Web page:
Selangor Journal
Deputy Director General of Public Services (Operations) Datuk Dr Anesee Ibrahim speaking in conjunction with the Public Service Remuneration System Review Engagement Session with Civil Servants at the Sultan Abdul Aziz Building, Shah Alam on Sept 26, 2023. — Picture by REMY ARIFIN/SELANGORKINI

JPA: No plans to raise retirement age of civil servants to 65

By Danial Dzulkifly

SHAH ALAM, Sept 27 — The Federal government currently has no plans to raise the minimum retirement age for the civil service to 65 years, said Public Services Department (JPA) Public Services (Operations) deputy director-general Datuk Anesee Ibrahim.

During a public service engagement session yesterday, he said the federal administration had not brought up the issue and that the majority of the civil service does not agree with the idea.

“Do any of you want to work until 65 years old?’’ he asked, which drew laughter from the crowd of more than 1,000 civil servants who attended the session at the Selangor State Secretariat Building, here, yesterday.

“Most civil servants are not in favour of the idea, and the government has not yet made any decision on it.”

Anesee was part of JPA’s engagement session with Selangor state civil servants for the review of the Public Service Remuneration Scheme.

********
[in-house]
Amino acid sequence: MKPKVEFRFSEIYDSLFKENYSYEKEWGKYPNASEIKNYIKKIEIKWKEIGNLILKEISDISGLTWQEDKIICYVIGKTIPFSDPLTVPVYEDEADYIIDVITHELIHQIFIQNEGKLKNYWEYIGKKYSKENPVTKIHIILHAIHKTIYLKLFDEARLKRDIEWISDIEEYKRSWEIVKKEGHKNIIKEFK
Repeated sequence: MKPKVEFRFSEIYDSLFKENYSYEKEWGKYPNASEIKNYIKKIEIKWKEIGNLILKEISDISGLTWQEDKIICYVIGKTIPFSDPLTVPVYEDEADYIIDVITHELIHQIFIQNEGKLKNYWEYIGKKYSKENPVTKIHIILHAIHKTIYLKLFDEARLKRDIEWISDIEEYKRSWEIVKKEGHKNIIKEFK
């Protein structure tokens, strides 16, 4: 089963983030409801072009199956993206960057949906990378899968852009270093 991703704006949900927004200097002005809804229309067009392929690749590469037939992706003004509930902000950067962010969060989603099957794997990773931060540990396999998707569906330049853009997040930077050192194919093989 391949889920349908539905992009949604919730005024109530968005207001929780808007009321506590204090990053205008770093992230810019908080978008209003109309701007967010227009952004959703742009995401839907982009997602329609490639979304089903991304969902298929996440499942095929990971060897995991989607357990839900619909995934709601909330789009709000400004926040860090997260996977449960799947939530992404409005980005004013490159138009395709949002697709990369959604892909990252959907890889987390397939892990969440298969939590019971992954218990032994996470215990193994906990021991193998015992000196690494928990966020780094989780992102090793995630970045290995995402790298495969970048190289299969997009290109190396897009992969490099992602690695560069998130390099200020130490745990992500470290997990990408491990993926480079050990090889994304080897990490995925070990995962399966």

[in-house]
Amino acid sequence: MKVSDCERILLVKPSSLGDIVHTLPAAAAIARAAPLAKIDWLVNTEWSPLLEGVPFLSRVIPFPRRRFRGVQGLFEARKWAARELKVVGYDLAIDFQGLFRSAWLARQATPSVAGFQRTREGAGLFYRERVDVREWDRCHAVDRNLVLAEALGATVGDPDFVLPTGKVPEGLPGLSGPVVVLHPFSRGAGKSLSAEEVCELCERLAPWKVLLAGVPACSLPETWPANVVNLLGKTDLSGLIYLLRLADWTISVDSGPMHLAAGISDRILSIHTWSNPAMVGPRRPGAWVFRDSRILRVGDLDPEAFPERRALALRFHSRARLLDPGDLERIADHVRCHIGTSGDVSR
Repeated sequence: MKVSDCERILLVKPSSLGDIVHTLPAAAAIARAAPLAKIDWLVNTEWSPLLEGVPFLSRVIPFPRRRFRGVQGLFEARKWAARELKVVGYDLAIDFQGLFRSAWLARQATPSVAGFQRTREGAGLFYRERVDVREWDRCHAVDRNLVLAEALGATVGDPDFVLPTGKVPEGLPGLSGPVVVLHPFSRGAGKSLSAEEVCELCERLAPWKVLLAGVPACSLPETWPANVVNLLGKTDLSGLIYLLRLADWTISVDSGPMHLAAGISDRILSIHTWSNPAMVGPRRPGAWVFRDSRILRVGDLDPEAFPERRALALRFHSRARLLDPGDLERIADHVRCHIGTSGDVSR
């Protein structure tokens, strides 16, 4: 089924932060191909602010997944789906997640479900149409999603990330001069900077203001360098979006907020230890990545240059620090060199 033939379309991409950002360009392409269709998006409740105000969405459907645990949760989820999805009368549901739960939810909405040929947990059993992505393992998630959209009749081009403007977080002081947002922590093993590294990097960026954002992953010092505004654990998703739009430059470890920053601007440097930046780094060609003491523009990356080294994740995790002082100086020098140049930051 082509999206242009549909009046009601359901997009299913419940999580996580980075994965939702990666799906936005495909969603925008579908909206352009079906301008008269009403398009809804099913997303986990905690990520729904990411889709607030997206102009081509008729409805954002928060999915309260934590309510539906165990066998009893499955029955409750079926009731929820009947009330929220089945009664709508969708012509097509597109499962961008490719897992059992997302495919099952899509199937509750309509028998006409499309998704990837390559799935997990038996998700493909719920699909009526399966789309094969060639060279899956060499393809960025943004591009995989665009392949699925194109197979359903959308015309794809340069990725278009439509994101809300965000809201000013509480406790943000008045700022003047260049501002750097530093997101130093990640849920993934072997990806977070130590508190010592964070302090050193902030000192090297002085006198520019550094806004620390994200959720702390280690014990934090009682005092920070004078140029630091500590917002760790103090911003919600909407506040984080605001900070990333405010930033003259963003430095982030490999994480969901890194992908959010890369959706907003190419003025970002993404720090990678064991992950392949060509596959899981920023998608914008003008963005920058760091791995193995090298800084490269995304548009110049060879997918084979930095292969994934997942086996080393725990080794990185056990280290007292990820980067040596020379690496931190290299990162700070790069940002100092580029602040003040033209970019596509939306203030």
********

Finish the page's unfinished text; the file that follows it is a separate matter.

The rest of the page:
The event is in line with the federal administration’s plan, unveiled by Prime Minister Datuk Seri Anwar Ibrahim earlier this year, to update the civil service remuneration structure, especially in view of the current socioeconomic challenges and the government’s fiscal stability.

The questions posed by the civil servants during the session include clarifications on welfare, employment, emoluments and structural issues within the service.

The civil servants also provided suggestions, including on structural changes within the organisation to ensure their welfare is taken into consideration.

One of the main issues raised was on how often local authorities employed contract workers rather than permanent employees.

The civil servants also highlighted that contract employees do not have proper remuneration packages, or health benefits, despite working on the front lines, which is a cause for concern.

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